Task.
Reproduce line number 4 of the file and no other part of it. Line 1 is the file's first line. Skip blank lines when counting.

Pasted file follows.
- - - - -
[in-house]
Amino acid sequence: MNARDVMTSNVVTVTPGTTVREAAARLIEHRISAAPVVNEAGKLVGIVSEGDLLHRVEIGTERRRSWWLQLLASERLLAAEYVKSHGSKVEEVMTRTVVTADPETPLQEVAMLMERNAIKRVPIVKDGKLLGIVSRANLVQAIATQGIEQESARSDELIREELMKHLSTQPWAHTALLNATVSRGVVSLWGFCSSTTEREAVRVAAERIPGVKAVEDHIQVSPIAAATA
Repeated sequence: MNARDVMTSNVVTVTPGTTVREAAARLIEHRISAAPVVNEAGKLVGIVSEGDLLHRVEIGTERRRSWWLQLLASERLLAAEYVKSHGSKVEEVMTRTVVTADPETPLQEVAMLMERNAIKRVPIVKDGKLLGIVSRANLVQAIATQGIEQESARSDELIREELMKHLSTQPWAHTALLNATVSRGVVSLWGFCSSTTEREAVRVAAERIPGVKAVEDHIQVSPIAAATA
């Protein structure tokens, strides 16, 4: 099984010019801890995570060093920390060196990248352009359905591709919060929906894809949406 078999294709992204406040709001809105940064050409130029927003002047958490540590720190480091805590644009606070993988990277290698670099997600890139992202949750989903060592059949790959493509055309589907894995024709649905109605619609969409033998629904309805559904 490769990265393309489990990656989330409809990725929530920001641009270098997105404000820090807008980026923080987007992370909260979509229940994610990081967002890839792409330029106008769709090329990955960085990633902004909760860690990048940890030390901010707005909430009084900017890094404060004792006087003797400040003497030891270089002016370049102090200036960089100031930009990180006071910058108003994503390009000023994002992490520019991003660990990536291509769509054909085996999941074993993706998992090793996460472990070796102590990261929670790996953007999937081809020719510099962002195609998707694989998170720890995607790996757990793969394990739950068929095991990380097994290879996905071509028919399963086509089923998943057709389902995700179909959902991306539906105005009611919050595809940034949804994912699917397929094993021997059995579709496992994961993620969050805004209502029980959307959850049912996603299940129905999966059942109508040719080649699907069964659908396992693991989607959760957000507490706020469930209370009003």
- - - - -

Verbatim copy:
């Protein structure tokens, strides 16, 4: 099984010019801890995570060093920390060196990248352009359905591709919060929906894809949406 078999294709992204406040709001809105940064050409130029927003002047958490540590720190480091805590644009606070993988990277290698670099997600890139992202949750989903060592059949790959493509055309589907894995024709649905109605619609969409033998629904309805559904 490769990265393309489990990656989330409809990725929530920001641009270098997105404000820090807008980026923080987007992370909260979509229940994610990081967002890839792409330029106008769709090329990955960085990633902004909760860690990048940890030390901010707005909430009084900017890094404060004792006087003797400040003497030891270089002016370049102090200036960089100031930009990180006071910058108003994503390009000023994002992490520019991003660990990536291509769509054909085996999941074993993706998992090793996460472990070796102590990261929670790996953007999937081809020719510099962002195609998707694989998170720890995607790996757990793969394990739950068929095991990380097994290879996905071509028919399963086509089923998943057709389902995700179909959902991306539906105005009611919050595809940034949804994912699917397929094993021997059995579709496992994961993620969050805004209502029980959307959850049912996603299940129905999966059942109508040719080649699907069964659908396992693991989607959760957000507490706020469930209370009003």